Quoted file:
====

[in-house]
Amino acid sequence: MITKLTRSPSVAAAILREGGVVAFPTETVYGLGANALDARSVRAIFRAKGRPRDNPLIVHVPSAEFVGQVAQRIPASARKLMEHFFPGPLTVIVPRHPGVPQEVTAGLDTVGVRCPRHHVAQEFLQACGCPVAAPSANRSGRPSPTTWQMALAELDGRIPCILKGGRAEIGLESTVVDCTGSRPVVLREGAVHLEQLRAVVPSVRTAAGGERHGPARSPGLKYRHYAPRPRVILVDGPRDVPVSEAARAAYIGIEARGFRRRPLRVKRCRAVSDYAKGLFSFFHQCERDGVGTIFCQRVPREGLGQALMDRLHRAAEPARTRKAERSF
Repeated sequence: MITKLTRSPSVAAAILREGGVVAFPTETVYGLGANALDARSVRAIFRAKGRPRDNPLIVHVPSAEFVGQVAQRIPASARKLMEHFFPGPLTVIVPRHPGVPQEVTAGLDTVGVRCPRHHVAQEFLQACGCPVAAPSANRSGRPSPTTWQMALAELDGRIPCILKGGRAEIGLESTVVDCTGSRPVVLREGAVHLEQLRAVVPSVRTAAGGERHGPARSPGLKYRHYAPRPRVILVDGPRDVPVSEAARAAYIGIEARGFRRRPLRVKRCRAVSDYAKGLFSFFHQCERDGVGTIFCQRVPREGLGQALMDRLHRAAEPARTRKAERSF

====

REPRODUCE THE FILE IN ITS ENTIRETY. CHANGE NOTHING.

[in-house]
Amino acid sequence: MITKLTRSPSVAAAILREGGVVAFPTETVYGLGANALDARSVRAIFRAKGRPRDNPLIVHVPSAEFVGQVAQRIPASARKLMEHFFPGPLTVIVPRHPGVPQEVTAGLDTVGVRCPRHHVAQEFLQACGCPVAAPSANRSGRPSPTTWQMALAELDGRIPCILKGGRAEIGLESTVVDCTGSRPVVLREGAVHLEQLRAVVPSVRTAAGGERHGPARSPGLKYRHYAPRPRVILVDGPRDVPVSEAARAAYIGIEARGFRRRPLRVKRCRAVSDYAKGLFSFFHQCERDGVGTIFCQRVPREGLGQALMDRLHRAAEPARTRKAERSF
Repeated sequence: MITKLTRSPSVAAAILREGGVVAFPTETVYGLGANALDARSVRAIFRAKGRPRDNPLIVHVPSAEFVGQVAQRIPASARKLMEHFFPGPLTVIVPRHPGVPQEVTAGLDTVGVRCPRHHVAQEFLQACGCPVAAPSANRSGRPSPTTWQMALAELDGRIPCILKGGRAEIGLESTVVDCTGSRPVVLREGAVHLEQLRAVVPSVRTAAGGERHGPARSPGLKYRHYAPRPRVILVDGPRDVPVSEAARAAYIGIEARGFRRRPLRVKRCRAVSDYAKGLFSFFHQCERDGVGTIFCQRVPREGLGQALMDRLHRAAEPARTRKAERSF